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“An impromptu smoking concert was held” July 30, 2010

Posted by Jenny in Boer War, history, military history.
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"The Spanish Cavalier" was popular during the Boer War

How do men engaged in warfare keep themselves entertained during any periods of relative calm that might happen to come along? U.S. soldiers in Iraq and Afghanistan, for instance, have their iPods and PlayStations.** At the time of the Boer War, the “smoking concert” was a popular way to pass the time. The Wikipedia definition is a good one:

“Smoking concerts were live performances, usually of music, before an audience of men only; popular during the Victorian period. These social occasions were instrumental in introducing new musical forms to the public. At these functions men would smoke and speak of politics while listening to live music. These popular gatherings were sometimes held at hotels. The term continued to be used for student variety performances, especially those associated with Oxford or Cambridge.”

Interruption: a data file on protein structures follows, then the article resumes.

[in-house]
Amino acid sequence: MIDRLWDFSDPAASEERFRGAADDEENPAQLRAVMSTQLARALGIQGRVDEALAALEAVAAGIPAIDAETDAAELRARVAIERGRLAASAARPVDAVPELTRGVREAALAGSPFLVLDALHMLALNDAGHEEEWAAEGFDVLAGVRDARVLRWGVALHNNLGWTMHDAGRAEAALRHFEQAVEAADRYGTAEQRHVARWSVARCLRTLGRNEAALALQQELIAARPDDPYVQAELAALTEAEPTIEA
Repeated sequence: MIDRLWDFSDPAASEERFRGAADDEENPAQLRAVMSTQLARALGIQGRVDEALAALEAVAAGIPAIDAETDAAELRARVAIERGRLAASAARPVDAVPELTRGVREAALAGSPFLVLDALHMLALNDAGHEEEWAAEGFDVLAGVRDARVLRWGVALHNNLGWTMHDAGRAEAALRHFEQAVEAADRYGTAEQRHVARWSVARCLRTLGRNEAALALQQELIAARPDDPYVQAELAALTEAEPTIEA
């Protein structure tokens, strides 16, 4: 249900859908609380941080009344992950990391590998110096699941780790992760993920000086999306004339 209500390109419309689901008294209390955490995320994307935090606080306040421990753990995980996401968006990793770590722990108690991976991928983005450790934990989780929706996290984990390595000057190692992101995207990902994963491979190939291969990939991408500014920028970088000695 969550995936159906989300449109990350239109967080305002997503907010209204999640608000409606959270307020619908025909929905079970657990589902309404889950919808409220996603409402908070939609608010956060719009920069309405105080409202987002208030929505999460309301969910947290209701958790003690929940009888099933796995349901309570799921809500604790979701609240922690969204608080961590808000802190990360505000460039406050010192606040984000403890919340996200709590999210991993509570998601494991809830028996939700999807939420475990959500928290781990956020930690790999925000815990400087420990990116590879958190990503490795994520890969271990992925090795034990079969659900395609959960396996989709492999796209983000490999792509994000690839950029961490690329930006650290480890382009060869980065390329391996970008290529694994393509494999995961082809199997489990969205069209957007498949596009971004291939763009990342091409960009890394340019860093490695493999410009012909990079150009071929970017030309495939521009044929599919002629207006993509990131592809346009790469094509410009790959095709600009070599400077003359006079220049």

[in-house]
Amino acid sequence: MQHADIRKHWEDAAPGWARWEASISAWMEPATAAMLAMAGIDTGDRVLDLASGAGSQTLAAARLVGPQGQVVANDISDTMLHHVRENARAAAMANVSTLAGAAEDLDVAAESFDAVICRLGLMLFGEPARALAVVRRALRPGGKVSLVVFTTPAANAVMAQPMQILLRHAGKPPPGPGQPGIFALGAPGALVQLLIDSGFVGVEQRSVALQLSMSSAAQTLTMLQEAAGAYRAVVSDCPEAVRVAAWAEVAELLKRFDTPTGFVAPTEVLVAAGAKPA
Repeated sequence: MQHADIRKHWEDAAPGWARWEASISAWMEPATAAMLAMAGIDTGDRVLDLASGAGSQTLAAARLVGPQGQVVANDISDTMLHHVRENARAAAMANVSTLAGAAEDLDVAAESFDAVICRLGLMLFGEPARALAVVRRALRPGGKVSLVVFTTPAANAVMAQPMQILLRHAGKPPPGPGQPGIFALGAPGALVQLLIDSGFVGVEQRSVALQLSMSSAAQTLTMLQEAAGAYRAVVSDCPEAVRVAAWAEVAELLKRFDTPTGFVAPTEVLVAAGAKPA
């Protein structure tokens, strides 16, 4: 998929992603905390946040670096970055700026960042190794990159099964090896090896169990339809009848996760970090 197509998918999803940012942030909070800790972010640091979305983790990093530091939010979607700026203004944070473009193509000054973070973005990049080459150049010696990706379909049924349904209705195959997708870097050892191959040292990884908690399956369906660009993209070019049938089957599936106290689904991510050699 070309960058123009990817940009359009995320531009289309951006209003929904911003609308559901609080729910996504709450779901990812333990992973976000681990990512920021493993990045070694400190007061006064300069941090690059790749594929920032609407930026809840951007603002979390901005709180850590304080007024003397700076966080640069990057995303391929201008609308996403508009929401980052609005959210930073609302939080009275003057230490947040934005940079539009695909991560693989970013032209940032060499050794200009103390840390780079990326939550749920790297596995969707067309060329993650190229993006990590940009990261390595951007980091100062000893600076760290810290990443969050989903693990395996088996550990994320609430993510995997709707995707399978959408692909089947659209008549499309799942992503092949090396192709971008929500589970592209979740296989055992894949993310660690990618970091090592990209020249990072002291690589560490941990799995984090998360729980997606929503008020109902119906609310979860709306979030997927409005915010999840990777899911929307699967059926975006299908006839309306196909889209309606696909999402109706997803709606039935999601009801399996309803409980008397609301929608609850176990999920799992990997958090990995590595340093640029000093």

The wide spaces of the South African veld were a world away from the hotels of London or the drawing rooms of Cambridge, but many Boers kept quite up to date with the novels of Sir Walter Scott, the poetry of Tennyson, and the songs of P. Buccalosi. This was especially true of Boers from the towns, as opposed to the ones from isolated farms where the only book in the house was likely the Bible.

A smoking concert audience in England

Philip Pienaar of the Transvaal Telegraph Service, for instance, could drop a phrase from Tennyson into his description of repairing war-damaged telegraph lines in the Free State: “Drawing the horses behind a low stone wall, we attached the instrument to the line. I listened. There were no fewer than five different vibrators calling each other, some strong and clear, others sounding weak and far, like ‘horns of Elfland faintly blowing.’ Presently the disputing signals died away, and one musical note alone took up the strain.”* The line from “The Princess” would have been common currency.

Marching on Pretoria: Lord Roberts' men

It was Pienaar who had one of the best accounts of a smoking concert during the war. He described an evening in a small hotel in the village of Heilbron. It is late April or early May 1900, when the massive British army under Lord Roberts was pushing the Boer commandos eastward across the veld, soon to reach Johannesburg and Pretoria. Pienaar wrote: